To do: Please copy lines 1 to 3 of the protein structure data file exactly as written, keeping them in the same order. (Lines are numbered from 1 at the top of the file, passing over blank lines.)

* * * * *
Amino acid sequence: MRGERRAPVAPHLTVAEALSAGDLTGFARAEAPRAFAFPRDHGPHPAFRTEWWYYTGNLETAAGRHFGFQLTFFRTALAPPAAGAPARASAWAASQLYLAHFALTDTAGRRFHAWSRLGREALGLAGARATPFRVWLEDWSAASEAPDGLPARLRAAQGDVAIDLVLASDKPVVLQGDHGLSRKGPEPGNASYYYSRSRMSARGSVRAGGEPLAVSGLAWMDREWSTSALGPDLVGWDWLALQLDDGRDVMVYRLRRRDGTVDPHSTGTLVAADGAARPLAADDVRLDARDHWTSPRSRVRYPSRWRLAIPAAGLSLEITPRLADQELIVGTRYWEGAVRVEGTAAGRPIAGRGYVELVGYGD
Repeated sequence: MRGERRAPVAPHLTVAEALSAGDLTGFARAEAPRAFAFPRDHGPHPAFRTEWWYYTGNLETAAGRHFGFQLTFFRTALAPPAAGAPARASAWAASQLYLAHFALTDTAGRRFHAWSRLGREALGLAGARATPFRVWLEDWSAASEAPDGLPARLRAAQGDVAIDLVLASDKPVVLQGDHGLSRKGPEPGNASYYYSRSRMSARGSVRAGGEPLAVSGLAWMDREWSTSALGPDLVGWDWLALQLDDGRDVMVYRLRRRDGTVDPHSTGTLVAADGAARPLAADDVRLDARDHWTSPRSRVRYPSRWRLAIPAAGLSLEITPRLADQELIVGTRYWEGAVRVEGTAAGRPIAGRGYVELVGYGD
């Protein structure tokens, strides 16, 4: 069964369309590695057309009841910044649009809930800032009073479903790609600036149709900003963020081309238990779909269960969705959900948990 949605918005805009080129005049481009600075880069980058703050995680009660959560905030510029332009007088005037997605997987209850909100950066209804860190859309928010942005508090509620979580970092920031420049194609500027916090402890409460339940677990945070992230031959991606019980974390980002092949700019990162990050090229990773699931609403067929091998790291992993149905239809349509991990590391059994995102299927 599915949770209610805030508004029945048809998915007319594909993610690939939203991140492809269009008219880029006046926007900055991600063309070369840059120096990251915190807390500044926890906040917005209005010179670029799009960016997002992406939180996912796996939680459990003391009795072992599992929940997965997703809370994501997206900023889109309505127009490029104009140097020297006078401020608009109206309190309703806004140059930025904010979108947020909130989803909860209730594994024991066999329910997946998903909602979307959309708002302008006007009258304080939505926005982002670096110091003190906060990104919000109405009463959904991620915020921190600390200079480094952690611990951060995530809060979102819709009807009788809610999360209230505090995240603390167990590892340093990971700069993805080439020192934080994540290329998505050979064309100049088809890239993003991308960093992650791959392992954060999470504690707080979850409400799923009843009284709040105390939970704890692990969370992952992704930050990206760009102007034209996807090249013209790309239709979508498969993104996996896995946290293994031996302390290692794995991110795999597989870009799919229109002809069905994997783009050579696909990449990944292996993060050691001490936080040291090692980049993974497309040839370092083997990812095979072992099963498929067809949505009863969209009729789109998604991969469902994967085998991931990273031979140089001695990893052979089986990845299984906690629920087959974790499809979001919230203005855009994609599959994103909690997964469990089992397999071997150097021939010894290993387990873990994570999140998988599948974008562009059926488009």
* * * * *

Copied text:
Amino acid sequence: MRGERRAPVAPHLTVAEALSAGDLTGFARAEAPRAFAFPRDHGPHPAFRTEWWYYTGNLETAAGRHFGFQLTFFRTALAPPAAGAPARASAWAASQLYLAHFALTDTAGRRFHAWSRLGREALGLAGARATPFRVWLEDWSAASEAPDGLPARLRAAQGDVAIDLVLASDKPVVLQGDHGLSRKGPEPGNASYYYSRSRMSARGSVRAGGEPLAVSGLAWMDREWSTSALGPDLVGWDWLALQLDDGRDVMVYRLRRRDGTVDPHSTGTLVAADGAARPLAADDVRLDARDHWTSPRSRVRYPSRWRLAIPAAGLSLEITPRLADQELIVGTRYWEGAVRVEGTAAGRPIAGRGYVELVGYGD
Repeated sequence: MRGERRAPVAPHLTVAEALSAGDLTGFARAEAPRAFAFPRDHGPHPAFRTEWWYYTGNLETAAGRHFGFQLTFFRTALAPPAAGAPARASAWAASQLYLAHFALTDTAGRRFHAWSRLGREALGLAGARATPFRVWLEDWSAASEAPDGLPARLRAAQGDVAIDLVLASDKPVVLQGDHGLSRKGPEPGNASYYYSRSRMSARGSVRAGGEPLAVSGLAWMDREWSTSALGPDLVGWDWLALQLDDGRDVMVYRLRRRDGTVDPHSTGTLVAADGAARPLAADDVRLDARDHWTSPRSRVRYPSRWRLAIPAAGLSLEITPRLADQELIVGTRYWEGAVRVEGTAAGRPIAGRGYVELVGYGD
């Protein structure tokens, strides 16, 4: 069964369309590695057309009841910044649009809930800032009073479903790609600036149709900003963020081309238990779909269960969705959900948990 949605918005805009080129005049481009600075880069980058703050995680009660959560905030510029332009007088005037997605997987209850909100950066209804860190859309928010942005508090509620979580970092920031420049194609500027916090402890409460339940677990945070992230031959991606019980974390980002092949700019990162990050090229990773699931609403067929091998790291992993149905239809349509991990590391059994995102299927 599915949770209610805030508004029945048809998915007319594909993610690939939203991140492809269009008219880029006046926007900055991600063309070369840059120096990251915190807390500044926890906040917005209005010179670029799009960016997002992406939180996912796996939680459990003391009795072992599992929940997965997703809370994501997206900023889109309505127009490029104009140097020297006078401020608009109206309190309703806004140059930025904010979108947020909130989803909860209730594994024991066999329910997946998903909602979307959309708002302008006007009258304080939505926005982002670096110091003190906060990104919000109405009463959904991620915020921190600390200079480094952690611990951060995530809060979102819709009807009788809610999360209230505090995240603390167990590892340093990971700069993805080439020192934080994540290329998505050979064309100049088809890239993003991308960093992650791959392992954060999470504690707080979850409400799923009843009284709040105390939970704890692990969370992952992704930050990206760009102007034209996807090249013209790309239709979508498969993104996996896995946290293994031996302390290692794995991110795999597989870009799919229109002809069905994997783009050579696909990449990944292996993060050691001490936080040291090692980049993974497309040839370092083997990812095979072992099963498929067809949505009863969209009729789109998604991969469902994967085998991931990273031979140089001695990893052979089986990845299984906690629920087959974790499809979001919230203005855009994609599959994103909690997964469990089992397999071997150097021939010894290993387990873990994570999140998988599948974008562009059926488009």